Dr Richard Freeman could still face doping charge over testosterone delivery

Freeman will admit ordering the substance and to lying, but denies it was intended for a rider

Dr Richard Freeman could still face a doping charge over the testosterone delivery, despite the eight-year delay in proceedings.

The former British Cycling and Team Sky doctor is currently facing a medical misconduct tribunal over allegations he ordered the banned substance to the BC headquarters in 2011.

Freeman has admitted in a written statement that he ordered the testosterone to the National Cycling Centre in Manchester, but denies the product was intended for an athlete.

According to a report from The Times newspaper, Freeman could still face sanction by UK Anti-Doping (UKAD) despite concerns the authority had missed its chance to charge him.

The long delays to the process had sparked concerns that Freeman could escape action because the eight-year statute of limitations that existed in 2011 had passed.

But sources told The Times that UKAD can apply the 10-year limit, introduced in 2015, if it wishes to issue charges. This has been confirmed by UKAD’s legal experts, according to the report.

After months of delay, Dr Freeman’s Medical Practitioners Tribunal Service (MPTS) misconduct hearing is finally underway and will investigate why the testosterone delivery was made and whether Dr Freeman ordered the substance with the intention of giving it to an athlete to dope.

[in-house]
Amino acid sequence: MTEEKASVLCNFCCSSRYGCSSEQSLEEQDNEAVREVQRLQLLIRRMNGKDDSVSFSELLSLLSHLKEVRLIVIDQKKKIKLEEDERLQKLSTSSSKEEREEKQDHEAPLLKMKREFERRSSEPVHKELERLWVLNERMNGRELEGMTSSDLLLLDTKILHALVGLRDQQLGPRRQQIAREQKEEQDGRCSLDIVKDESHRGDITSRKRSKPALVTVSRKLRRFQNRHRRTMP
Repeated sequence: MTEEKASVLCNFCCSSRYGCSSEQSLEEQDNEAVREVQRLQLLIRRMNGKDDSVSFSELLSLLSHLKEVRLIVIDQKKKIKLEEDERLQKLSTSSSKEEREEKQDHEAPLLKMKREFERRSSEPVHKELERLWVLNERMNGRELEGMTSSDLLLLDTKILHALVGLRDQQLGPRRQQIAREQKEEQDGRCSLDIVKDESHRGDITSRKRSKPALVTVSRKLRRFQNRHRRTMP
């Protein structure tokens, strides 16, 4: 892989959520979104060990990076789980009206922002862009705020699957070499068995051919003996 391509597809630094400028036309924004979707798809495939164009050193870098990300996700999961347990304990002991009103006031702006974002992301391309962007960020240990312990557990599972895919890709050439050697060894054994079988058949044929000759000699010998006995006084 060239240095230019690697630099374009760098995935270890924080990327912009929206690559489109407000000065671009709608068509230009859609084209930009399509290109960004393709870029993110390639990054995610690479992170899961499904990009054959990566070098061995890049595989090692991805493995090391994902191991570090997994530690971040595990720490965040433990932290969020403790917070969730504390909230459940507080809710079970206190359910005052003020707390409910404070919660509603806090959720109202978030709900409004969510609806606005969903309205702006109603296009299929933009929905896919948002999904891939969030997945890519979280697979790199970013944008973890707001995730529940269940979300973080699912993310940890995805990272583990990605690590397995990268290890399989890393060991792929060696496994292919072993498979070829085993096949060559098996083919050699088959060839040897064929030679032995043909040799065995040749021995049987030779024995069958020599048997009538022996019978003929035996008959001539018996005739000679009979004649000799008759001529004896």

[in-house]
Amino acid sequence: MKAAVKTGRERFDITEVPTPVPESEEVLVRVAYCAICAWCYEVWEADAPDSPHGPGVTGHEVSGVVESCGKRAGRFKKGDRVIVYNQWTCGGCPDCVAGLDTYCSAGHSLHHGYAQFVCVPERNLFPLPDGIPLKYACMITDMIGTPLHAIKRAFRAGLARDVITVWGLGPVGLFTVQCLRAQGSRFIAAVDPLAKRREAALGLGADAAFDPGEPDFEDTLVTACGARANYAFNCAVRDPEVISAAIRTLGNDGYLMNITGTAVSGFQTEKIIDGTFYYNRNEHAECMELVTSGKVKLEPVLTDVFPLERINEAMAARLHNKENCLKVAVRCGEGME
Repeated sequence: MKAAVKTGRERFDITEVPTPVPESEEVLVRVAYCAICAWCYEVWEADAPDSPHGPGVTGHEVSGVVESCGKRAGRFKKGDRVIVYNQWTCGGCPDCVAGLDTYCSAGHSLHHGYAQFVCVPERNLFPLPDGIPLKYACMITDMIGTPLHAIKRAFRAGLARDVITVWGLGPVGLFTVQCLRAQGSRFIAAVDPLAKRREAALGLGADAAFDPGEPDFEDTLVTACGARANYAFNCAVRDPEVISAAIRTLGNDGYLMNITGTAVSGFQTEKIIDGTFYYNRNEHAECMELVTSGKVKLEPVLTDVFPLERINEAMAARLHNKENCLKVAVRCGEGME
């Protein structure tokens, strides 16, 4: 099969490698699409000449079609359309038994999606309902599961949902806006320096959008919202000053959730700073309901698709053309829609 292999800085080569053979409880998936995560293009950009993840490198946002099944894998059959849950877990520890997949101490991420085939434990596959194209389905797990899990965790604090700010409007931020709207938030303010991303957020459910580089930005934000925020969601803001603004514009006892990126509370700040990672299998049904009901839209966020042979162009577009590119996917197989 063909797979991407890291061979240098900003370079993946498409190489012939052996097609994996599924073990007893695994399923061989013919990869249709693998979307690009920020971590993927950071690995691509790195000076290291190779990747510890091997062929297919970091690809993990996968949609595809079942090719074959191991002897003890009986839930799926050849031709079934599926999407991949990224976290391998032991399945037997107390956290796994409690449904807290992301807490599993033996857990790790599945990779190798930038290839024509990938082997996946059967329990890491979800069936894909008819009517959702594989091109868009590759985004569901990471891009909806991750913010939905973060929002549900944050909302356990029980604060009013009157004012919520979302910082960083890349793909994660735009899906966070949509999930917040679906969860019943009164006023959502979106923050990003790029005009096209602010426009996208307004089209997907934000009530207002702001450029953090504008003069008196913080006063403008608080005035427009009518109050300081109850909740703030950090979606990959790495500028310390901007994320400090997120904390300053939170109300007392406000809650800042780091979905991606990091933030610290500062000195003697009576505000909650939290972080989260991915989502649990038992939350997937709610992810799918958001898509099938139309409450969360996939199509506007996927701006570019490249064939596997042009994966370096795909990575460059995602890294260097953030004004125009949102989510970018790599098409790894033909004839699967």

During the first day of the misconduct hearing, held in Manchester on Monday (October 29), Dr Freeman’s legal representative Mary O’Rourke QC said her client will admit to ordering the substance and to telling a lot of lies, but will deny acquiring the testosterone to improve an athlete’s performance.

Freeman has admitted 19 of the 22 GMC charges, denying that the 30 testosterone sachets were ordered for an athlete to dope.

According to The Times, Freeman will claim that he ordered the testosterone for former British Cycling technical director Shane Sutton.

Sutton denies this claim however, saying he knew nothing of the testosterone delivery until he was interviewed by UKAD.

Rules set down by the World Anti-Doping Agency in 2009 mean there is an eight-year time limit on taking action against anyone involved in suspected anti-doping violations, however UKAD has sought legal advice which suggests it could take action against Freeman under the longer time limit introduced in 2015.

The tribunal continues next week.